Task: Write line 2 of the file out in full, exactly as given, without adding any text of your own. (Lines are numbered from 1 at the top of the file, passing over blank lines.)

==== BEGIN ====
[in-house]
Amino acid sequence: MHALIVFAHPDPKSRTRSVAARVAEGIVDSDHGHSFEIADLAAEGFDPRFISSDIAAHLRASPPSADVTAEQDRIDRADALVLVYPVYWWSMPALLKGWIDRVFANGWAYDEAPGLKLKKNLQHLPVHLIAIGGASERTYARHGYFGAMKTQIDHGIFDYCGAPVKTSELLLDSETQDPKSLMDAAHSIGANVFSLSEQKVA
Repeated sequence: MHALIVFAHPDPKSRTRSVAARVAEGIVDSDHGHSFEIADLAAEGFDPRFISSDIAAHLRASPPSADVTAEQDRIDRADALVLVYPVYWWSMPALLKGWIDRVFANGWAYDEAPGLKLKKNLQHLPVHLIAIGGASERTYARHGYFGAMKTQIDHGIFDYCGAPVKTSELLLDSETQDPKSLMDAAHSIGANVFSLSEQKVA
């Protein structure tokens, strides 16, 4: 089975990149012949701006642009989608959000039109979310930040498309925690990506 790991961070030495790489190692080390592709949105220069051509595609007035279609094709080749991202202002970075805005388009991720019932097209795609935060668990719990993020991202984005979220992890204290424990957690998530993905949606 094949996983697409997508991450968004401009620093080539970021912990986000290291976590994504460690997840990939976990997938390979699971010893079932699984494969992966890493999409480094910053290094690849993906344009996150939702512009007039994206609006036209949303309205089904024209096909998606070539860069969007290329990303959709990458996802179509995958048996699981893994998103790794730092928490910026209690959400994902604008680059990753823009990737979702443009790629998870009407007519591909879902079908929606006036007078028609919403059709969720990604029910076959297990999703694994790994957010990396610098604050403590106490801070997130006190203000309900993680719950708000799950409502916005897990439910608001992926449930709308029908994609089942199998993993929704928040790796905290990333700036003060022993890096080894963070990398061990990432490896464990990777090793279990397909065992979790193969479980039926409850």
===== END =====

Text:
Amino acid sequence: MHALIVFAHPDPKSRTRSVAARVAEGIVDSDHGHSFEIADLAAEGFDPRFISSDIAAHLRASPPSADVTAEQDRIDRADALVLVYPVYWWSMPALLKGWIDRVFANGWAYDEAPGLKLKKNLQHLPVHLIAIGGASERTYARHGYFGAMKTQIDHGIFDYCGAPVKTSELLLDSETQDPKSLMDAAHSIGANVFSLSEQKVA